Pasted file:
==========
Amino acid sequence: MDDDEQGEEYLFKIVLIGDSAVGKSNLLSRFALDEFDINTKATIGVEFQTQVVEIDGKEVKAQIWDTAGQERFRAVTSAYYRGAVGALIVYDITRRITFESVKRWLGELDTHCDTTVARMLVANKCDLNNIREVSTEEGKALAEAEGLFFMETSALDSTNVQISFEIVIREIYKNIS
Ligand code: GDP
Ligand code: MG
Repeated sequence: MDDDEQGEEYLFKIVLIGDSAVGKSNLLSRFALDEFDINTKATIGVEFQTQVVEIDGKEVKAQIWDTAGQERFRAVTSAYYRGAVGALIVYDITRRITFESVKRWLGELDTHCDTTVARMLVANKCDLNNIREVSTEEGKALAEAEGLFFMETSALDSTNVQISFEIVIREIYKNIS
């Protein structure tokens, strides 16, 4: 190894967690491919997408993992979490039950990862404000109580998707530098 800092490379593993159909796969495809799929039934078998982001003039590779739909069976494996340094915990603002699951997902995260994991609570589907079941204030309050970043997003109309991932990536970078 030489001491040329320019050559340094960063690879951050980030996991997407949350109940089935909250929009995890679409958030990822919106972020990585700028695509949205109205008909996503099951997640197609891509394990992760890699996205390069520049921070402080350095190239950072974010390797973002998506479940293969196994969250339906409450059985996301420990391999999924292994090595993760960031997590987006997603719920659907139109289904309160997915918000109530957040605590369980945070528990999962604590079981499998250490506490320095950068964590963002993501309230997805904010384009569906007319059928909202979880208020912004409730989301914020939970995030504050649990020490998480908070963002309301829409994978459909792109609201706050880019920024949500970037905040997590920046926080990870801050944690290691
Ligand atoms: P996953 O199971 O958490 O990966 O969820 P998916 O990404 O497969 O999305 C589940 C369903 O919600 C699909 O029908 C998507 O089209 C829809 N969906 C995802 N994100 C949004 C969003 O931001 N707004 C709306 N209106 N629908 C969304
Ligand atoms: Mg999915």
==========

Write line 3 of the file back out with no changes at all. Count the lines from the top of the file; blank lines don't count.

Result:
Ligand code: MG